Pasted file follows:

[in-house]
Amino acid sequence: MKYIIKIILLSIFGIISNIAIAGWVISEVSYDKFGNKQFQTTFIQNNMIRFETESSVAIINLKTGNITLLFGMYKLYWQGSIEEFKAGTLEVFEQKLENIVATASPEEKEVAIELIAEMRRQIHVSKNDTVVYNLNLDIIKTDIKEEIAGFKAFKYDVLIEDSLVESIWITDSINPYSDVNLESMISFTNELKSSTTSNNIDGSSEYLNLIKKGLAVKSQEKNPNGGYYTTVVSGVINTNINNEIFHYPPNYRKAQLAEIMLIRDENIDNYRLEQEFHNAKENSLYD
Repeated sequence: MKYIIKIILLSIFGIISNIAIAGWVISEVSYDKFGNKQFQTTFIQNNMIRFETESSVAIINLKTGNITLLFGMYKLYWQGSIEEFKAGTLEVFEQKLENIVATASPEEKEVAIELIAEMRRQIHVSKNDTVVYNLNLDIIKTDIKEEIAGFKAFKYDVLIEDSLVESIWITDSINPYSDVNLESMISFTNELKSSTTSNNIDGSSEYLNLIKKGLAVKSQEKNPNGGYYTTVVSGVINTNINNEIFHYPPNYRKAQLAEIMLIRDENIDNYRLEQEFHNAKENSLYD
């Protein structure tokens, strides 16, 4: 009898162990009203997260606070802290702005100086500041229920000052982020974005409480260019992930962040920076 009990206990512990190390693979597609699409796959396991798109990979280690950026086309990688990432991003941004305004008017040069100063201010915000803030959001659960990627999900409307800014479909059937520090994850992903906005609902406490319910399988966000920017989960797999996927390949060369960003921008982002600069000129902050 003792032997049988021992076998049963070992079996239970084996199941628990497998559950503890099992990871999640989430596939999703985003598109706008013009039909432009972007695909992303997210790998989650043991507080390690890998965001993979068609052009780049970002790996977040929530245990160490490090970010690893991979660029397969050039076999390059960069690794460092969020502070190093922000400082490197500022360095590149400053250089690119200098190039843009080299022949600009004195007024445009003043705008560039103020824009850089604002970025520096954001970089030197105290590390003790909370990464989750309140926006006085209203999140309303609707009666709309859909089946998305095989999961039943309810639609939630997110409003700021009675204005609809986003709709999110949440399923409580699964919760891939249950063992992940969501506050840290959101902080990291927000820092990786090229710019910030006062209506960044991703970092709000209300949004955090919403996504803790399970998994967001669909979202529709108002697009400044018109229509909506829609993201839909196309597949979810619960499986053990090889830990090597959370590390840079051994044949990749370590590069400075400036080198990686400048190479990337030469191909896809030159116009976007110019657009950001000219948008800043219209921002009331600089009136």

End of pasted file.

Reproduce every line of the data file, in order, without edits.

[in-house]
Amino acid sequence: MKYIIKIILLSIFGIISNIAIAGWVISEVSYDKFGNKQFQTTFIQNNMIRFETESSVAIINLKTGNITLLFGMYKLYWQGSIEEFKAGTLEVFEQKLENIVATASPEEKEVAIELIAEMRRQIHVSKNDTVVYNLNLDIIKTDIKEEIAGFKAFKYDVLIEDSLVESIWITDSINPYSDVNLESMISFTNELKSSTTSNNIDGSSEYLNLIKKGLAVKSQEKNPNGGYYTTVVSGVINTNINNEIFHYPPNYRKAQLAEIMLIRDENIDNYRLEQEFHNAKENSLYD
Repeated sequence: MKYIIKIILLSIFGIISNIAIAGWVISEVSYDKFGNKQFQTTFIQNNMIRFETESSVAIINLKTGNITLLFGMYKLYWQGSIEEFKAGTLEVFEQKLENIVATASPEEKEVAIELIAEMRRQIHVSKNDTVVYNLNLDIIKTDIKEEIAGFKAFKYDVLIEDSLVESIWITDSINPYSDVNLESMISFTNELKSSTTSNNIDGSSEYLNLIKKGLAVKSQEKNPNGGYYTTVVSGVINTNINNEIFHYPPNYRKAQLAEIMLIRDENIDNYRLEQEFHNAKENSLYD
């Protein structure tokens, strides 16, 4: 009898162990009203997260606070802290702005100086500041229920000052982020974005409480260019992930962040920076 009990206990512990190390693979597609699409796959396991798109990979280690950026086309990688990432991003941004305004008017040069100063201010915000803030959001659960990627999900409307800014479909059937520090994850992903906005609902406490319910399988966000920017989960797999996927390949060369960003921008982002600069000129902050 003792032997049988021992076998049963070992079996239970084996199941628990497998559950503890099992990871999640989430596939999703985003598109706008013009039909432009972007695909992303997210790998989650043991507080390690890998965001993979068609052009780049970002790996977040929530245990160490490090970010690893991979660029397969050039076999390059960069690794460092969020502070190093922000400082490197500022360095590149400053250089690119200098190039843009080299022949600009004195007024445009003043705008560039103020824009850089604002970025520096954001970089030197105290590390003790909370990464989750309140926006006085209203999140309303609707009666709309859909089946998305095989999961039943309810639609939630997110409003700021009675204005609809986003709709999110949440399923409580699964919760891939249950063992992940969501506050840290959101902080990291927000820092990786090229710019910030006062209506960044991703970092709000209300949004955090919403996504803790399970998994967001669909979202529709108002697009400044018109229509909506829609993201839909196309597949979810619960499986053990090889830990090597959370590390840079051994044949990749370590590069400075400036080198990686400048190479990337030469191909896809030159116009976007110019657009950001000219948008800043219209921002009331600089009136």